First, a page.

The first Earth Day in the U.S. was a protest. Back then the evidence of humanity’s disregard for our environment was everywhere. A massive oil spill off the coast of Santa Barbara ravaged the beaches in 1969. The Cuyahoga River in Cleveland was so polluted that it actually caught fire. Public outcry was so great that something had to be done, and the government responded.
In 1970, U.S. President Nixon established the Environmental Protection Agency. Wisconsin Senator Gaylord Nelson came up with the idea for a national day to focus on the environment and appointed a young Harvard grad named Denis Hayes to be the national coordinator. (Today, Denis runs the Bullitt Foundation, housed in the Bullitt Center in Seattle, considered to be the greenest office building in the world.)
Remember that in 1970, there was no LEED, no such thing as EUI, and no concept of embodied carbon or even healthy materials. Passive solar was not yet even a formal concept, and asbestos and lead paint were commonly used in thousands of everyday building materials. Despite this, over 20 million Americans (10 percent of the total population at the time), demonstrated from coast to coast.
“It was a gamble,” Senator Nelson recalled, “but it worked.”
Back then, CannonDesign was already an award-winning architecture firm, though very different from where we are today. In 1970, our Buffalo office had not even yet started work on the now-famous Metropolitan Transportation Center. In the decades since, we’ve built over 50 million square feet of LEED-certified space (with another couple of million in the pipeline). We’ve expanded into energy modeling, parametric design, modular construction and creating our own software. I’d love to see the look on the face of our founder, Will Cannon, if he were alive to see how far we’ve come. But it’s just the beginning.
Today we’re on a path to making every building a green building. That is our primary sustainability goal. It has to be. We cannot merely hope to get down to zero emissions; we have to make it happen! To accomplish this, that means that, at a minimum, every single project must address the following three things:
- Zero Embodied Carbon: We must explore low and zero carbon materials starting with our structural and enclosure systems.
- High-Performance Envelope: We must design smart, engineered skins to reduce operational energy use, and right-size the systems to match.
- Smart Materials: We must source the healthiest, most responsible materials available to us.
I know this kind of change can seem scary. After all, architects have been building the old way for 200 years now. But remember that change can happen quickly when people want it bad enough.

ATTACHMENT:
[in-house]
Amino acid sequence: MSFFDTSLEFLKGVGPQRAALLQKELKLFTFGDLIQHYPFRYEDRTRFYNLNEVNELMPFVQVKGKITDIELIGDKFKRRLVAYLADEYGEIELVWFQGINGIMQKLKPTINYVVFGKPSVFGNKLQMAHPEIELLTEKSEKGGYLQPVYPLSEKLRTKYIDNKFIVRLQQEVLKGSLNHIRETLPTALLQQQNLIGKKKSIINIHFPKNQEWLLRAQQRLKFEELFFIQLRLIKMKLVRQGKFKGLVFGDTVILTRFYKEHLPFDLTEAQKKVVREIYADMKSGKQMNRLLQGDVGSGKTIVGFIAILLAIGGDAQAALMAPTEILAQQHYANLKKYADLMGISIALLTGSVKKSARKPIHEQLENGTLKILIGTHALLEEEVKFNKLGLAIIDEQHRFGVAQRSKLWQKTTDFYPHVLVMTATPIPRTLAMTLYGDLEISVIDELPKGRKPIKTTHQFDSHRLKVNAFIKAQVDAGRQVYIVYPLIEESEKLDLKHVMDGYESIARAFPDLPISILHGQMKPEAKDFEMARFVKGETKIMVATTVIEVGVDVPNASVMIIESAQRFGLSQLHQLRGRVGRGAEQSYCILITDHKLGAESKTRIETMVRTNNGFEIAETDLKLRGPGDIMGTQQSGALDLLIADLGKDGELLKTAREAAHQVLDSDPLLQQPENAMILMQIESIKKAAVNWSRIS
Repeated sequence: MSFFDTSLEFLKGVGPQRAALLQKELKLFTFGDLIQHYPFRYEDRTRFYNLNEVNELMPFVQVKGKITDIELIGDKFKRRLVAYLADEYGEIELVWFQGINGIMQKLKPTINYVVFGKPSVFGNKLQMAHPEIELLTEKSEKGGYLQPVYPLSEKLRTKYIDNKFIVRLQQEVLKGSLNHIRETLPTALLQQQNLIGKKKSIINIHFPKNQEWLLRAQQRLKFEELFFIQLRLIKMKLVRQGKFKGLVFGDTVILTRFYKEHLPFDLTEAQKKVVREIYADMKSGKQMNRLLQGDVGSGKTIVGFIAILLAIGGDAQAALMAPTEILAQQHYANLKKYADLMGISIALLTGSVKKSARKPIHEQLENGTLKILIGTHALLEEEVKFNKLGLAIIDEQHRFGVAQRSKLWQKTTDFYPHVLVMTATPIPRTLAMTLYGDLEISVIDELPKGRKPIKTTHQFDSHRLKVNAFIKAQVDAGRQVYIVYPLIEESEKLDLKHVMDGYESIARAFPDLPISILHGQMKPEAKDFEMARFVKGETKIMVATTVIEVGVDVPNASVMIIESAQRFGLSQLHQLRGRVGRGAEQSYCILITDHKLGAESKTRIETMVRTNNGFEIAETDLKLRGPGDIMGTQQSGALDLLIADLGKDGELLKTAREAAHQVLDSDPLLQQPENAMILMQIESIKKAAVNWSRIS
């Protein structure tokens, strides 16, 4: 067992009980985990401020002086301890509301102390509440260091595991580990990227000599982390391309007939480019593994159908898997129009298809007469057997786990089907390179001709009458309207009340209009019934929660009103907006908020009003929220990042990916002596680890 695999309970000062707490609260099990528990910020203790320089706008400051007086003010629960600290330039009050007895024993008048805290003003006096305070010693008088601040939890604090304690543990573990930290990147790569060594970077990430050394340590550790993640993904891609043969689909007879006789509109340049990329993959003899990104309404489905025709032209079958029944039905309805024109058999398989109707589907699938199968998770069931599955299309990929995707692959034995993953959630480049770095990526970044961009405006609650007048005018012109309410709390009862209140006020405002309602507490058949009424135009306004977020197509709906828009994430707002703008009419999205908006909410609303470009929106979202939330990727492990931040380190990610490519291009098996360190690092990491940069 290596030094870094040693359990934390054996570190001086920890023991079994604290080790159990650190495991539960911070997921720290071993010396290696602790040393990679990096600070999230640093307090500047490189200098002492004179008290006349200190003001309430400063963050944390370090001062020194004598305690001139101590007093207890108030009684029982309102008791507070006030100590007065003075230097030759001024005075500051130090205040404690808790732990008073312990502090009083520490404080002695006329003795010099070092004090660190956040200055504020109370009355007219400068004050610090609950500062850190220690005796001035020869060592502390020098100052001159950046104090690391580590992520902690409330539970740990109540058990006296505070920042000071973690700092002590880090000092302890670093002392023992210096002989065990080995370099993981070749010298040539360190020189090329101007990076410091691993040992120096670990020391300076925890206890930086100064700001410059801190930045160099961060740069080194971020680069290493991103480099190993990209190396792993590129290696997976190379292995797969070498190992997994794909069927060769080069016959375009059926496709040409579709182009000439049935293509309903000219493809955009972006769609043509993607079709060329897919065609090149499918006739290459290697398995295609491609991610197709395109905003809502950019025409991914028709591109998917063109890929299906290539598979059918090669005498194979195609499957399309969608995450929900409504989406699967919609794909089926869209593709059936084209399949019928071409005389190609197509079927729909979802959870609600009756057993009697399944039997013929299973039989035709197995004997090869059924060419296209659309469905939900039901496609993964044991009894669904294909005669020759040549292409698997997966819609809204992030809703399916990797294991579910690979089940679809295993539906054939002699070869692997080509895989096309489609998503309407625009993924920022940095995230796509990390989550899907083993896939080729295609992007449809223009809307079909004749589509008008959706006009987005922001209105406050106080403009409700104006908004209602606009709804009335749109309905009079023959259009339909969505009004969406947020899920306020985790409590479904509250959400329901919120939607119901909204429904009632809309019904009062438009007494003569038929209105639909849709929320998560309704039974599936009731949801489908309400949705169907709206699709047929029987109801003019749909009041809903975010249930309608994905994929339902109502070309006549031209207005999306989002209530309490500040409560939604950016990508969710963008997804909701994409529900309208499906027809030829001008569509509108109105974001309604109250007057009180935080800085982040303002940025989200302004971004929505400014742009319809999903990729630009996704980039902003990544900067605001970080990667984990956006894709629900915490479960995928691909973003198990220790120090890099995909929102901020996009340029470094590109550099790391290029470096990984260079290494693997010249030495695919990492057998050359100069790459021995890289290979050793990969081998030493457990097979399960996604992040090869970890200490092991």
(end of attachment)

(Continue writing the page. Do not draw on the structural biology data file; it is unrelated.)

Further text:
It only took the automobile 15 years to replace horses as the preferred mode of transportation. The internet went from an army experiment to our primary form of communication in just a few decades. We welcome rapid change if we can see the value proposition.
So that’s what we need to do: we need to show our clients the benefits of these approaches. Following our commitment to Living-Centered Design, we are committed to leading our clients with empathy as we show them how we can achieve:
- Reduced Absenteeism (through the use of fresh air)
- Higher Productivity (through the selection of healthy finishes)
- A Boost in Cognitive Performance (by designing an approach to daylight & views)
- Higher Valuations (through certification & process)
- Talent Retention (through wellness & air quality)
- Lower Premiums (by planning for resilience)
- A Slash in Operating Costs (in energy performance)
- Higher Profit per Square Foot (using post-occupancy evaluations)
- Future Proofing (by planning for energy & carbon futures)
Our commitment to this is woven throughout our firm, building on the goals of every one of our markets, offices and leaders.
Our commitment to a sustainable world is woven within our firm,” says our CEO Brad Lukanic. “I learn more every day about how we can positively impact our planet and, as a father of three, those are powerful moments as we chart a course ahead. Internally, our Living-Centered Design philosophy enhances our foundation to harness our design energy to create a better world. What an amazing opportunity we have to direct our energy on projects, to clients and within the built world—not just with places and space, but by shaping it for future generations.
Achieving this will take some effort from everyone on our team, with a touch of experimentation, and a willingness to try new things. This type of innovative approach is already deep in our DNA as a firm, and the reason why I chose CannonDesign and to be part of this family to facilitate this future.
Let’s hope we’ll all be around in 2070 to celebrate our 100th Earth Day! Let’s plan now to make it a giant celebration, and not a protest. Let’s celebrate how, despite the odds, we overcame our fear, greed, and stubbornness to create this future. Let’s imagine this future is without dependence on carbon emissions, producing waste or resource depletion. Let’s imagine it so clearly that we start today to make it a reality.